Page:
Sunday Night


Sunday night - video still

Video loop, 15 mn 15.

Sunday Night was composed using an iconic scene from Saturday Night Fever. Consisting of a 15 minute and 15 second long loop created from two shots, the video features the character played by John Travolta surrounded by a crowd of admirers as he swings his hips on a nightclub dance floor.

Suggesting a chronological jump forward from the title of the film released in 1977, the title of this video, more than any other piece in the series, incites the spectator to take the dance routine out of its historical context so as to view it with contemporary eyes. It invites the viewer to take measure of how the actor’s movements echo with current behavior in Western societies.

Like Gene Kelly’s performance in Keep Dancin, John Travolta’s is characterized by a swift pace from beginning to end, and the dancer is no less isolated, either -as though he were incapable of attracting a partner. Despite the slightly provocative display of a sexuality whose resonance is reinforced by the acceleration of the video (here, John Travolta would be the stallion referred to by the title of the series), nobody comes to join him on the dance floor. The addition of admiring commentaries, themselves sped-up to fit the circumstances, further contributes to emphasize this fact. After having drawn attention to his agility and his experience, the remarks begin to disengage from the dancer and his virtuosic performance in favor of addressing more prosaic questions, leaving the dancer to wear himself out on the dance floor as though nothing were happening. This detachment reveals a certain informality and indifference, as though the crowd of spectators were incapable of fixing their attention on a single object for very long.

The video’s accelerated rhythm allows the soundtrack to point to certain ambivalences in our societies consumer culture. It condemns the foibles of a constantly accelerating world that prizes performance in such a way that a feat is challenged as soon as it is performed and holds attention for progressively less time. Here we see an expression of the trends of a society that is growing more and more ravenous for leisure and entertainment in parallel with that, through John Travolta’s intensely expressive dancing, of the consequences of a continual search for sexual and emotional novelty.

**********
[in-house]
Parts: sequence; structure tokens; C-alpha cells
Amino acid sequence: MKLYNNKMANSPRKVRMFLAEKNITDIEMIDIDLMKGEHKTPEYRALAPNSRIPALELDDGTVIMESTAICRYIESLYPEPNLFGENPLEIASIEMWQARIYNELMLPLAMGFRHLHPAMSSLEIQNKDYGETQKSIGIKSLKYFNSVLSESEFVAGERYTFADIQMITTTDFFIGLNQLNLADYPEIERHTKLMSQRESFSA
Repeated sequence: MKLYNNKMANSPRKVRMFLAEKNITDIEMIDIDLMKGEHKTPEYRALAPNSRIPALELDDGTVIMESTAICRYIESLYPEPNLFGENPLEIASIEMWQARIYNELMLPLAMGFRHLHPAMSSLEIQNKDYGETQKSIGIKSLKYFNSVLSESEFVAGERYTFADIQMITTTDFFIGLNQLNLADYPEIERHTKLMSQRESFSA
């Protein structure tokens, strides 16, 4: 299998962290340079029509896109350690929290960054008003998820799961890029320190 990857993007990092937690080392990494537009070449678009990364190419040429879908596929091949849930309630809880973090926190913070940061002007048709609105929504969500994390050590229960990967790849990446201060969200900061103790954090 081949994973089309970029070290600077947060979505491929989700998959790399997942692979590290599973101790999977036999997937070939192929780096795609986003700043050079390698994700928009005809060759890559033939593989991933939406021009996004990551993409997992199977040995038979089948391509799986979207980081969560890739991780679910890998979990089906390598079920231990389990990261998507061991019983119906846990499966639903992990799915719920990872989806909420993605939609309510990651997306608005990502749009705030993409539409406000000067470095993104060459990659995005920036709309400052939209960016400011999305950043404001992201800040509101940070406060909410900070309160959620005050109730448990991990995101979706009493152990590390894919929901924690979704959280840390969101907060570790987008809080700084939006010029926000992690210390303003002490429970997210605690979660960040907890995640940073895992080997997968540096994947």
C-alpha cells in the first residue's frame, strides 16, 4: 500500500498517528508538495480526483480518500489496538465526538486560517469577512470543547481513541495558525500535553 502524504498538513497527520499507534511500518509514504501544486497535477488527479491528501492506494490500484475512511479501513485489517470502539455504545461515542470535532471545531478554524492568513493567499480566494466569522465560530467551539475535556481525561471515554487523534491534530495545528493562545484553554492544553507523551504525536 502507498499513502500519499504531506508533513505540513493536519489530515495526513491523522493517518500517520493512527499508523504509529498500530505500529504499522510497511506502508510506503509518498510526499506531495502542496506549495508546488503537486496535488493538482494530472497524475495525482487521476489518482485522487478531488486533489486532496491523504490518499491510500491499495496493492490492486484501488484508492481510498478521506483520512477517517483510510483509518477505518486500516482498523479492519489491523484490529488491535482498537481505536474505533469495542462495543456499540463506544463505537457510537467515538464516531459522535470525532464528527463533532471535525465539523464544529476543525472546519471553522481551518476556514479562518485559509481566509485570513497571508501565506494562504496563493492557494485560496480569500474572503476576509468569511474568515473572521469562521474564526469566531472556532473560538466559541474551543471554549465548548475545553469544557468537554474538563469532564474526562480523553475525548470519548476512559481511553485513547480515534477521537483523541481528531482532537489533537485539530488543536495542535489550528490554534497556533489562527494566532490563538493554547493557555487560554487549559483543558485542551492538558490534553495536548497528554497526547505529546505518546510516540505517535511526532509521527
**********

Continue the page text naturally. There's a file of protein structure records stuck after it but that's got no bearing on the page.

As with many of the artworks in this series, this piece also considers certain issues in contemporary artistic production. Art today is calibrated to respond to the modes of perception molded by television and video games – it puts increasing importance on the spectacular in order to attract attention and has to seduce the spectator immediately in order to achieve its commercial objectives. Despite the humorous element introduced by accelerating both image and sound, the remarks made off-screen ironically frustrate this humor in Sunday Night, intensifying the commentaries presumably coming from spectators as the work is shown.

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Copyright © 2016 Laurent Fiévet